This report examines the issues in relation to ‘work on demand’, a topic that has received considerable attention in the media recently, mainly due to its links with the platform economy. Work on demand is often presented as a ‘win–win situation’: workers get to tailor their work according to their personal responsibilities outside work, while businesses can design their workforce according to their needs.
New forms of employment
12 Mar 2015 - 13 Dec 2018
This series reports on the new forms of employment emerging across Europe that are driven by societal, economic and technological developments and are different from traditional standard or non-standard employment in a number of ways. This series explores what characterises these new employment forms and what implications they have for working conditions and the labour market.
- Report | 24 September 2018
Platform work is a form of employment that uses an online platform to match the supply of and demand for paid labour. In Europe, platform work is still small in scale but is rapidly developing. The types of work offered through platforms are ever-increasing, as are the challenges for existing regulatory frameworks. This report explores the working and employment conditions of three of the most common types of platform work in Europe.
- Customised report | 25 July 2018
Across Europe, new forms of employment are emerging that differ significantly from traditional employment. Some of these forms of employment transform the relationship between employer and employee while others change work organisation and work patterns.
- Report | 24 May 2018
The onset of the digital revolution has resulted in technological advances that are constantly evolving. A key element of concern to policymakers is the impact that these changes will have on the world of work and employment. This report reviews the history of the digital revolution to date, placing it in the context of other periods of marked technological advances and examining how technological change interacts with changes in institutions. Digital technologies have considerable disruptive potential, including making production much more flexible and information more readily available.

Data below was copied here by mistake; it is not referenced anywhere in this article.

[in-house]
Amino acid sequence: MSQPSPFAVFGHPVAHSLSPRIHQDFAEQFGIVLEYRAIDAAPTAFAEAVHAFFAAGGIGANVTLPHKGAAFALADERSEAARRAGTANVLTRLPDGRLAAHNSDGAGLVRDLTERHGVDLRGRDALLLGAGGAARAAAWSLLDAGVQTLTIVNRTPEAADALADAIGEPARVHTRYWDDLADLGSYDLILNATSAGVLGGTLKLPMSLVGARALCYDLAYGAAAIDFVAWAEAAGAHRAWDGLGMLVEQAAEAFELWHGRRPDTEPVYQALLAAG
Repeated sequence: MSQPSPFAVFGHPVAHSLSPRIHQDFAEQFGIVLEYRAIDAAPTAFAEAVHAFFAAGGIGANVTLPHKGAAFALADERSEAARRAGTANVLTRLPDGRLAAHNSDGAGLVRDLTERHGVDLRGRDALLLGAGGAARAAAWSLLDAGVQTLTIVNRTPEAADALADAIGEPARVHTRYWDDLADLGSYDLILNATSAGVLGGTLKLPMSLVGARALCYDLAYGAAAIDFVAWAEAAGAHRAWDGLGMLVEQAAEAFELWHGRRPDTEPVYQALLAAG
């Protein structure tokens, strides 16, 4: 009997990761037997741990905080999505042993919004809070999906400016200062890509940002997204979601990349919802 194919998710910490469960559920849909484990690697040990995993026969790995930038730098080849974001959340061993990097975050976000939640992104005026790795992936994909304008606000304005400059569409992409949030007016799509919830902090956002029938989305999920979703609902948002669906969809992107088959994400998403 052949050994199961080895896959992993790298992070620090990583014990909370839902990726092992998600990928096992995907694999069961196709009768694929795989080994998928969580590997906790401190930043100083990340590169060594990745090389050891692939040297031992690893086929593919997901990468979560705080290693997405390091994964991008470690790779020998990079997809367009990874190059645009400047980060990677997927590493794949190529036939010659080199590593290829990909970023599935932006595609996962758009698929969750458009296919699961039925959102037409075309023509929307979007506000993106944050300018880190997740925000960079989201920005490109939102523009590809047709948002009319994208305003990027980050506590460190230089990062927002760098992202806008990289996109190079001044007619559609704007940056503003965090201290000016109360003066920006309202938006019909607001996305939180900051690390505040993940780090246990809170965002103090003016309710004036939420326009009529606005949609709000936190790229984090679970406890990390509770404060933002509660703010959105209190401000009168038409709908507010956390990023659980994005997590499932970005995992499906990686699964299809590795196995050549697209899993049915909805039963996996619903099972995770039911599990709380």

- Customised report | 13 September 2017
This report examines developments in non-standard employment over the last decade. It looks at trends in the main categories of non-standard employment – temporary, temporary agency and part-time work and self-employment – based mainly on data from the European Union Labour Force Survey. It discusses some aspects of the labour market situation of workers in these categories including wages and the extent to which they would prefer a standard employment status.
- Report | 15 February 2017
New information and communications technologies have revolutionised work and life in the 21st century. The constant connectivity enabled by these devices allows work to be performed at any time and from almost anywhere. This joint report by the ILO and Eurofound synthesises the findings of national studies from 15 countries, plus the European Working Conditions Survey, to consider the effects of telework and ICT-mobile work (T/ICTM) on the world of work.
- Report | 21 November 2016
Although standard employment is still dominant in European labour markets, an increasing range of new employment forms is emerging that differ in their implications for working conditions. This study explores strategic employee sharing, an employment form for companies that have specific HR needs that do not justify a permanent full-time position, but are often recurring, by hiring one or several workers who work on assignments, and whose skills and time are shared among a group of companies.
- Report | 12 March 2015
Across Europe, new forms of employment are emerging that are different from traditional standard or non-standard employment in a number of ways. Some transform the relationship between employer and employee, some change work organisation and work patterns, and some do both. This report identifies nine forms of employment that are new or have become increasingly important in Europe since the year 2000.